Although commentators in the Republic often share an assumption that the Northern Ireland experience has nothing to teach southerners, it seems fair to say that Catholic education in the South could learn a thing or two from the North on this matter.
In the North, Catholic-managed schools account for the education of just over half of all children. There, Catholic education is, for the most part, more experienced in and comfortable talking about the distinctive character of faith-based education. It is well-versed in the need to demonstrate that Catholic education can have no truck with sectarianism and that it offers a vision of education open to all who can value and appreciate its characteristic ethos. Catholic education, as the North’s Department of Education inspectorate reports point out, is academically high-achieving and much-praised for the pastoral, spiritual and social outworking of its ethos. Thus Catholic schools there more than happily coexist alongside state-controlled, integrated and other types of schooling. That is not to imply, however, that they are not under pressure from a broader UK educational landscape that is increasingly shaped by utilitarian tendencies.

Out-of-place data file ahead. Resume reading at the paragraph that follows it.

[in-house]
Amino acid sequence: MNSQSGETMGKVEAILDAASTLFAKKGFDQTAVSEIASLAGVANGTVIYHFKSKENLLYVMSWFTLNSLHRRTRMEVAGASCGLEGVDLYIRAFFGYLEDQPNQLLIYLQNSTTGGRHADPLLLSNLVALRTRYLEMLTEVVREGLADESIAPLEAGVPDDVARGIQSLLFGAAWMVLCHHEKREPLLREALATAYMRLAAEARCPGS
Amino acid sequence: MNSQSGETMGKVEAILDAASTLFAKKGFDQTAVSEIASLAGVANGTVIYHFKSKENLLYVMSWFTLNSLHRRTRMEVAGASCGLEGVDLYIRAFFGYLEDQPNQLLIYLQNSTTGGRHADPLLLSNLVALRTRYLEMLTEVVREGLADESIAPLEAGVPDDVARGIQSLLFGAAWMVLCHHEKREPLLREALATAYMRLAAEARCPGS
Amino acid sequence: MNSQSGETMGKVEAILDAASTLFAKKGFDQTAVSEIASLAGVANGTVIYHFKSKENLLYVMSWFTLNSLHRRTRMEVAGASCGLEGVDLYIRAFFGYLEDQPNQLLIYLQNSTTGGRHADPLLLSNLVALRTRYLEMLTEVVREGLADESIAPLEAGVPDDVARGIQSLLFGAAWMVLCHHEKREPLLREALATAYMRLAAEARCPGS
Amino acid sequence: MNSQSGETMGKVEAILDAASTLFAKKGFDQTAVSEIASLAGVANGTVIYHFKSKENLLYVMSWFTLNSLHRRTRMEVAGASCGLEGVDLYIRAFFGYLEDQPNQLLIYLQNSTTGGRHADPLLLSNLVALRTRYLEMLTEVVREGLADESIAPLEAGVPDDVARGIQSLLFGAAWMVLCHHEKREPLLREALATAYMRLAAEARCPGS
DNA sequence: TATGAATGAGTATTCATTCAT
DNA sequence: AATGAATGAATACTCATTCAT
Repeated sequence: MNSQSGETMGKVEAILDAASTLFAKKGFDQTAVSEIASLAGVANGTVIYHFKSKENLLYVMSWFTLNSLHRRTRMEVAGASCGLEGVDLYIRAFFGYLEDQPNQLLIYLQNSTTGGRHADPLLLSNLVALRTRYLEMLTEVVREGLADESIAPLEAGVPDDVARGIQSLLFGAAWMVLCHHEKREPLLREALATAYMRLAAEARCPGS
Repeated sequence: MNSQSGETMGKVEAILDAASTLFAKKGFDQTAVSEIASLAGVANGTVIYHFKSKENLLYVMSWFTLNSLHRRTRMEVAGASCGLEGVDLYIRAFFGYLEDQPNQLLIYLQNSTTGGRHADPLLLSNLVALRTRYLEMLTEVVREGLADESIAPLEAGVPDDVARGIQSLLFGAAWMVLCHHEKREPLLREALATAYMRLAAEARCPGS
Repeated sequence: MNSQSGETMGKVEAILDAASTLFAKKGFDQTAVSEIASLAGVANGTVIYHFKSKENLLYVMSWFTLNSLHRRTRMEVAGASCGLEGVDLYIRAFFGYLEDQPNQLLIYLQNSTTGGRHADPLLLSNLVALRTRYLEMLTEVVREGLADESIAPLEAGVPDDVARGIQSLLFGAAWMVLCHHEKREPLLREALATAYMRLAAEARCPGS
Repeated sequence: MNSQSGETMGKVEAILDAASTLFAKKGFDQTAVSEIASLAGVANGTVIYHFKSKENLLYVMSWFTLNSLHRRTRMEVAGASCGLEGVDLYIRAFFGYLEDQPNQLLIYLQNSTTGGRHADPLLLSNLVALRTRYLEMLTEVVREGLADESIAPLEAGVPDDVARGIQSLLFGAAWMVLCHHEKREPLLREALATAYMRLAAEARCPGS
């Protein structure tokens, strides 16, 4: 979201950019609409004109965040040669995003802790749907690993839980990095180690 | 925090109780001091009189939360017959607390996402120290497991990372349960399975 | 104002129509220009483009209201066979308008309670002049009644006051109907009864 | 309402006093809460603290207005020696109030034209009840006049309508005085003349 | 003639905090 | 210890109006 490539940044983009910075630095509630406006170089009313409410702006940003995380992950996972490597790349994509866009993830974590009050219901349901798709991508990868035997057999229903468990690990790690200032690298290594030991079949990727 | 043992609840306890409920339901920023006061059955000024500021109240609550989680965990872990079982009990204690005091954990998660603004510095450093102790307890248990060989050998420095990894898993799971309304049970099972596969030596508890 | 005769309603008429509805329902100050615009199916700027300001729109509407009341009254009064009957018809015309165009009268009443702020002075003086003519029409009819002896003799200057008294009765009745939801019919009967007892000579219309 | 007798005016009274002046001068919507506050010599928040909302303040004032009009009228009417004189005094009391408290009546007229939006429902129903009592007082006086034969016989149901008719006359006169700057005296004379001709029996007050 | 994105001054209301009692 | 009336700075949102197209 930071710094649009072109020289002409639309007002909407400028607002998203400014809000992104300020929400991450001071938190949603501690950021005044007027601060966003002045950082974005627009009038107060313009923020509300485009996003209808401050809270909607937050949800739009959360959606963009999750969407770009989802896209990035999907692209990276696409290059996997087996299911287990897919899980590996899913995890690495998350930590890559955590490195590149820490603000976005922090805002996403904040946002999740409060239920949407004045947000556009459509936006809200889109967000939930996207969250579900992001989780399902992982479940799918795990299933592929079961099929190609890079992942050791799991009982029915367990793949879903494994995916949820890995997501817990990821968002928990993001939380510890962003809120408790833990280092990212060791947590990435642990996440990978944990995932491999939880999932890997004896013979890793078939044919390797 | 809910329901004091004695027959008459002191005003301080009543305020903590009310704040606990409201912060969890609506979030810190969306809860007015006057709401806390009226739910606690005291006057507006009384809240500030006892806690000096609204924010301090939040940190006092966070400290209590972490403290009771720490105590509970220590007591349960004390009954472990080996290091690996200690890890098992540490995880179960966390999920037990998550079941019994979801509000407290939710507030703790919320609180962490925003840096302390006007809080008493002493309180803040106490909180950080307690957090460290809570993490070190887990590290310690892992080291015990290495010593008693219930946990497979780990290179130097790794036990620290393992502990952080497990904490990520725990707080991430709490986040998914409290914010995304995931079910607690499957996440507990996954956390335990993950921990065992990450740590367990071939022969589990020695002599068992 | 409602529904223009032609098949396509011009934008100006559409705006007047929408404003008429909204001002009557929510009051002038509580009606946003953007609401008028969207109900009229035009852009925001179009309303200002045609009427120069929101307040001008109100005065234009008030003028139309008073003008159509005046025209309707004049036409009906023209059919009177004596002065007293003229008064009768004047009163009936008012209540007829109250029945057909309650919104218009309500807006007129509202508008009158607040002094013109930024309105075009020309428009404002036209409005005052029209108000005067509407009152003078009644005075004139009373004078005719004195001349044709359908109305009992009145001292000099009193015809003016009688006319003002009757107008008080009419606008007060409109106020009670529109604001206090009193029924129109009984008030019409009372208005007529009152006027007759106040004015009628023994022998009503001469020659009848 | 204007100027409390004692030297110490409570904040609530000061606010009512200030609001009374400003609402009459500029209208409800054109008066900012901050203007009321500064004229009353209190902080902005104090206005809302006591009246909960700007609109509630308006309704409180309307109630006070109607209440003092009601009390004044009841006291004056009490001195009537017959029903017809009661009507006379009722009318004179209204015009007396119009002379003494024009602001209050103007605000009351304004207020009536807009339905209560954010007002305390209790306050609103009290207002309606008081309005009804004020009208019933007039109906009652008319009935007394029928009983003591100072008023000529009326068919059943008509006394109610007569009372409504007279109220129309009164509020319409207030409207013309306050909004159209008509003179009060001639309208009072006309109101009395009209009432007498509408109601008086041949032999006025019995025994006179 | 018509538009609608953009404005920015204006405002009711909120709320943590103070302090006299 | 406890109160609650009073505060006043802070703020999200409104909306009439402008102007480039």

Catholic education in the Republic needs to be confident that it has much to offer a more pluralist society in the decades ahead and that this will be widely recognised. Its commitment to a holistic education for all, addressing the academic, spiritual, personal and social dimensions of people is more important than ever.
When Catholic schools are faithful to their own distinctive ethos, they transcend those pragmatic and utilitarian philosophies of education that understand the educational enterprise as merely an instrument for the acquisition of information that will improve the chances of worldly success and a higher standard of living.
Catholic education at its best has a profound spiritual and social vision that builds up our capacity for empathy with others, especially the poor and the newcomer.
Catholic educators needs to articulate and give concrete shape to their vision of education as essentially a humanising endeavour characterised by love, hope and social justice, forming young people who will serve the world with their gifts.
- Dr Niall Coll is a senior lecturer in religious studies and religious education at St Mary’s University College, Queen’s University Belfast. He is editor of the recently published Ireland and Vatican II: Essays Theological, Pastoral and Educational (Columba Press)